Louise and Dan’s Tuscan ceremony – Why Tuscany?
“Dan and I met in Italy in 1999,” says Louise. “We were both teaching English in a school outside Milan. Dan’s parents have some Italian connections and moved there a few years ago.
“Last year, Dan proposed in Rome and we bought my engagement ring on the Ponte Vecchio in Florence. So, all in all, it seemed obvious that we should go back to Italy to get married! We chose Siena because the central square is one of our favourite places in Italy – happily the town hall is available for weddings.”
Louise and Dan’s Tuscan ceremony – What was the ceremony like?
What was the ceremony like?
“It was a civil ceremony in the town hall and took about 30 minutes. Parts of it were very similar to an English wedding – we both declared ‘no lawful impediment’ and said “I do” – but a few things were different. For example, we didn’t repeat the full vows (“do you take… in sickness and in health…”) and the officiant (registrar) had to read out the whole marriage certificate before we signed it.
“The officiant spoke in Italian throughout the ceremony, and we had a translator – that’s obligatory, so you fully understand everything you are pledging/signing. At the end we were given a token from the city of Siena (a little box containing some replica medieval Sienese coins) and the officiant insisted on having his photo taken with us! We used photographer Domenico Costabile.”
Louise and Dan’s Tuscan ceremony – What was the reception like?
What was the reception like?
“We held our reception in the grounds of a large Tuscan villa, where we had been staying with friends and family in the week running up to the wedding. Our ceremony was at 12pm and our reception started at 4pm, due to the 45-minute drive between Siena and the villa – we wanted to give people plenty of time (to get lost on the way!) and freshen up if they wanted. When guests arrived we had drinks and nibbles in the garden, ensuring lots of seats were in the shade, given the soaring temperatures.
“For the wedding breakfast we worked with a local caterer Gli Specialisti (recommended by someone local) to plan a Tuscan buffet. We didn’t hire any entertainment, but instead took an MP3 player loaded with playlists and hired the sound-system and speakers.
“We dispatched some of the decorations over with Dan’s parents along with various garden games, like croquet and swingball – and bought the rest locally. I knew I wanted everything to be very simple, rustic and in keeping with the context of the house and garden, so this was an easy look to achieve.”
Louise and Dan’s Tuscan ceremony – Was it easy to organise?
Was it easy to organise?
“I organise events as part of my job, plus I speak Italian, so I was at a distinct advantage! Early on in the planning process we decided to employ someone on the ground in Italy to help co-ordinate the legal side and paperwork on our behalf (Pia Mayken at Invitoscana).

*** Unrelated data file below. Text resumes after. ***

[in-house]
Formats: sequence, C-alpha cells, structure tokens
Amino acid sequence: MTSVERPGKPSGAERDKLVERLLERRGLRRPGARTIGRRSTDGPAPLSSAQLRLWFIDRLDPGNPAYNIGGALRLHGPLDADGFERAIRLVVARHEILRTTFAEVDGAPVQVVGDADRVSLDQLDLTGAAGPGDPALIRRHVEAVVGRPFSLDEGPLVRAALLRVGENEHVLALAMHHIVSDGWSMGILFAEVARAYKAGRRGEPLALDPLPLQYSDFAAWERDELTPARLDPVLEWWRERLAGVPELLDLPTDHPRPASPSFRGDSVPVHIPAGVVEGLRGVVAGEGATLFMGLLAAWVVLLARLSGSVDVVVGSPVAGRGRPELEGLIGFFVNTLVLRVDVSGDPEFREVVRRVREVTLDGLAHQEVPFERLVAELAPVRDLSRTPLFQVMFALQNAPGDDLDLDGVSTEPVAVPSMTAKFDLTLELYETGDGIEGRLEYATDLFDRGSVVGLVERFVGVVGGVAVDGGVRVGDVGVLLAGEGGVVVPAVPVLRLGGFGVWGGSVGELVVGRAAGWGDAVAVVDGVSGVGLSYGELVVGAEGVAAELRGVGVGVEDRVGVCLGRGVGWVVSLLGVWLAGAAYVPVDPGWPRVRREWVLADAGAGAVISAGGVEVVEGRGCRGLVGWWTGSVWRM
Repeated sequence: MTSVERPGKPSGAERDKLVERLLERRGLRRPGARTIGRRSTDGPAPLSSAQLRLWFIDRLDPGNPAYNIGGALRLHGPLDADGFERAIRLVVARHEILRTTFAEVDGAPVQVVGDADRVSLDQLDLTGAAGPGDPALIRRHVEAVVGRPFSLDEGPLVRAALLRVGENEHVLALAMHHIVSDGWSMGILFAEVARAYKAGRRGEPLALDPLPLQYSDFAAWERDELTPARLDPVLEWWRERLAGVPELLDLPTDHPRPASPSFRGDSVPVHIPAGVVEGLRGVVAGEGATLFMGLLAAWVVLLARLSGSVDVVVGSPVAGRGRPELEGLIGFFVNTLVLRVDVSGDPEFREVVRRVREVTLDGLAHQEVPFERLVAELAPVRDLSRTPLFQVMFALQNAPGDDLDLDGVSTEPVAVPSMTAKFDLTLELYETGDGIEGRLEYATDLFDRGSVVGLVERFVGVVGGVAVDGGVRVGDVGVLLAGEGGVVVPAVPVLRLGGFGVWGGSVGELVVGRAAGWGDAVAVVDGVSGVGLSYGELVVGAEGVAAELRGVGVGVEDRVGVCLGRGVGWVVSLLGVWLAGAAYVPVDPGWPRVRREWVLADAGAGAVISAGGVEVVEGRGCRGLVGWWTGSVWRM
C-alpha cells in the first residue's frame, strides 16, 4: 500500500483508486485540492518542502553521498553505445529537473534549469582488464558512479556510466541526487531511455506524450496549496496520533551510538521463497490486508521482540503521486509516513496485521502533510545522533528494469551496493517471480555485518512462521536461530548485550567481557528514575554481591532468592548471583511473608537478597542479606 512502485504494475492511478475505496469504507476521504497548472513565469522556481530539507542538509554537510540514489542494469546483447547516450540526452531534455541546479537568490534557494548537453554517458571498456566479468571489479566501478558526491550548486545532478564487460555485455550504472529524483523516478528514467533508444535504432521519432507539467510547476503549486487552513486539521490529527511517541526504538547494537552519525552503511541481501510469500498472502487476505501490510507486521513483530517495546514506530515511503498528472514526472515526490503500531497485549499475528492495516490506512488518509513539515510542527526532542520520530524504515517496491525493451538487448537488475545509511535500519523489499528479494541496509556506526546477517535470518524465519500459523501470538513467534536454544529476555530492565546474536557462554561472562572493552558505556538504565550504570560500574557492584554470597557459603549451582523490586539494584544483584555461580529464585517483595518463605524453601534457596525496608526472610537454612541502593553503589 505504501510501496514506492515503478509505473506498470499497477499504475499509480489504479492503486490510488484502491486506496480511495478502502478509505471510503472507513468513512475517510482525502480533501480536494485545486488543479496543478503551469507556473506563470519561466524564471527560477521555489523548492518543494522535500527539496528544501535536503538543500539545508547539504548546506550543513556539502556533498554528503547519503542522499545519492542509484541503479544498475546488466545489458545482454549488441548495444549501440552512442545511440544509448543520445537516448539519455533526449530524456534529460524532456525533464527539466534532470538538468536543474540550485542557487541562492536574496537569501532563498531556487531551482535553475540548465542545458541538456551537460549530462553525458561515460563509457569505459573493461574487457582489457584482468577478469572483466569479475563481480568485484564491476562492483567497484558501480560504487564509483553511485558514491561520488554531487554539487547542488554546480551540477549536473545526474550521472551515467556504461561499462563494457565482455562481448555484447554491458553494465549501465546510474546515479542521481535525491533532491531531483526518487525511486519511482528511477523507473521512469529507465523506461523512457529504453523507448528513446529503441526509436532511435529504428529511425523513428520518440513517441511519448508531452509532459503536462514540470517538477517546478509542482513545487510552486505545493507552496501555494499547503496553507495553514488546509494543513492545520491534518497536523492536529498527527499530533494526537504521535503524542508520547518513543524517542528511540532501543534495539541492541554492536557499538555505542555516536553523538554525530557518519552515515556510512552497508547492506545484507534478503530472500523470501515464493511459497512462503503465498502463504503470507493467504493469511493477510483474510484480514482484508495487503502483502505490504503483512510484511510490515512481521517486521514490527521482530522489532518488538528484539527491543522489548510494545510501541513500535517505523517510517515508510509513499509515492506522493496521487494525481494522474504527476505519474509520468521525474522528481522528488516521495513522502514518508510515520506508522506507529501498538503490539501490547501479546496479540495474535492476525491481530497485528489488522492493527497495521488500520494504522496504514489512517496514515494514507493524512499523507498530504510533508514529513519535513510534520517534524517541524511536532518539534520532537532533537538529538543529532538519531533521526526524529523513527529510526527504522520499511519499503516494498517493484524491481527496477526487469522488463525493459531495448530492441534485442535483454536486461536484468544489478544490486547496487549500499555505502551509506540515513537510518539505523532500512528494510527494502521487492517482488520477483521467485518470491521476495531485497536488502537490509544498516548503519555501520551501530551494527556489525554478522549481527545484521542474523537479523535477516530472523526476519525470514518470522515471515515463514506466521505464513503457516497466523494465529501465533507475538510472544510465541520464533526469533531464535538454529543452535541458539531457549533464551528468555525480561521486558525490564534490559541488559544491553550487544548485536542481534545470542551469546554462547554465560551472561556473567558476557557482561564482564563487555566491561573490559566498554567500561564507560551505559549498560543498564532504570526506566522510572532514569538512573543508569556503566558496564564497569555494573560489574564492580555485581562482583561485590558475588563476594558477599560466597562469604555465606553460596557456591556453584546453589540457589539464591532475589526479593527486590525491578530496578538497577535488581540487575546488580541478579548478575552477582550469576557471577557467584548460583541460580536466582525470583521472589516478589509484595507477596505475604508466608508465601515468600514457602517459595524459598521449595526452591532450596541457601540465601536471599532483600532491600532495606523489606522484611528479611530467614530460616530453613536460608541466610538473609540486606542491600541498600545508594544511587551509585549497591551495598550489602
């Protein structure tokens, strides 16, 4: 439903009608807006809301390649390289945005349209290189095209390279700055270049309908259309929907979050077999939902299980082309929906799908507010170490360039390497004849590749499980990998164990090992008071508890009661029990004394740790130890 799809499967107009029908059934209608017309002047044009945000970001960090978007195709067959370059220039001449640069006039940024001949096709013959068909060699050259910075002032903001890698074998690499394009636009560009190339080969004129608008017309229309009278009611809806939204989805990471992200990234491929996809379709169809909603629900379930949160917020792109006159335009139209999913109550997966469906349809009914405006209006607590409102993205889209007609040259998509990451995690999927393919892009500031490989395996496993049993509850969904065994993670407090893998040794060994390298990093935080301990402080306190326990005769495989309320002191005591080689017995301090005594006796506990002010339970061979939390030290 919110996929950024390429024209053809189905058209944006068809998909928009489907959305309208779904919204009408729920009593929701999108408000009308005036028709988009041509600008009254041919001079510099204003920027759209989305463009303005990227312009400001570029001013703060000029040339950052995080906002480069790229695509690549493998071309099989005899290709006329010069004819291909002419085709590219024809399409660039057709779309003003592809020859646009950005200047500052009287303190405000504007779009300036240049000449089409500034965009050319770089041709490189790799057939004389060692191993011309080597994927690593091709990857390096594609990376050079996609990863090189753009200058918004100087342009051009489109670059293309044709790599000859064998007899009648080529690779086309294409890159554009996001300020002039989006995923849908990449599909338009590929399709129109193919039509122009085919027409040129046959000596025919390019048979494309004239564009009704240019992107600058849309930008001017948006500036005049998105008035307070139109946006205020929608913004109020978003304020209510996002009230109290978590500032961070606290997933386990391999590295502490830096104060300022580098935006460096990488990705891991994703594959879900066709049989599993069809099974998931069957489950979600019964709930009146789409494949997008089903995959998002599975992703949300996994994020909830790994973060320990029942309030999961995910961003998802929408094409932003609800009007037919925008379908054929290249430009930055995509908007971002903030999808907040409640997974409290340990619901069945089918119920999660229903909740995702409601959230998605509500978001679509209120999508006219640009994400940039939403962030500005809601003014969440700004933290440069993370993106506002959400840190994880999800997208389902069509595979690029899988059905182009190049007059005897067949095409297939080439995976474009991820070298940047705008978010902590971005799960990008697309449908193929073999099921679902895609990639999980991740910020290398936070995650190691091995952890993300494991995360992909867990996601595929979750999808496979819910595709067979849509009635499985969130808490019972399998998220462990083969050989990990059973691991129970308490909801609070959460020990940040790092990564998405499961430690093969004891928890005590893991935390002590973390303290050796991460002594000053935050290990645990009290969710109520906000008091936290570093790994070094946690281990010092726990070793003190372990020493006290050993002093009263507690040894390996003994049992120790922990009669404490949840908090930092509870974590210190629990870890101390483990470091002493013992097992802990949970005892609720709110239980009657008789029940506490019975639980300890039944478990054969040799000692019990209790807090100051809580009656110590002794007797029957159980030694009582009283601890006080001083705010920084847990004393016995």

For the sake of a few hundred extra pounds in the budget, it’s not worth the risk of getting that wrong. It’s not necessarily true that it will be more complicated than in the UK, but there are bound to be protocol that aren’t immediately obvious – like when the right office is open, who is responsible for what, how long it takes and so on, so local knowledge is invaluable. In the end we tapped our wedding planner for other advice, like suggestions for caterers and companies hiring sound systems, so she was worth every penny.
“The only stressful aspect was the cost of everything – it went up and up with the falling Euro exchange rate. In the end, everything cost us 20-30% more than it had done when we started planning a year before! The extra expense ate up our honeymoon fund, so we had to forego a long trip and just went to Paris afterwards.
“This is one of the hazards of opting to get married abroad – you are entirely at the mercy of the pound! But, that said, we still had the most amazing holiday before during and after our wedding, so we didn’t care!”
Louise and Dan’s Tuscan ceremony – Any Tips?
“Send out the date cards as soon as you make the decision to marry abroad. We only gave people the city and the date, but it meant people could plan for the trip and save money for the flights.
“When budgeting, allow a contingency for fluctuating exchange rates (because even if the pound weakens while you plan, you will still have to pay the same amount to the supplier in their own currency).
“If you don’t speak the language, employ a wedding planner to help you! If you do speak the language, or the country is English speaking, still get a wedding planner to help you with the legal side at the very least, as their local knowledge will be invaluable.
“Aim to work with recommended suppliers and don’t just pick people at random (e.g. we found our wedding planner via the You & Your Wedding chatroom, and found our caterer via our planner. You might not get a chance to go out to the country you’ve chosen before you have to commit to the deposits, so you want to be sure you are employing reputable, reliable people.”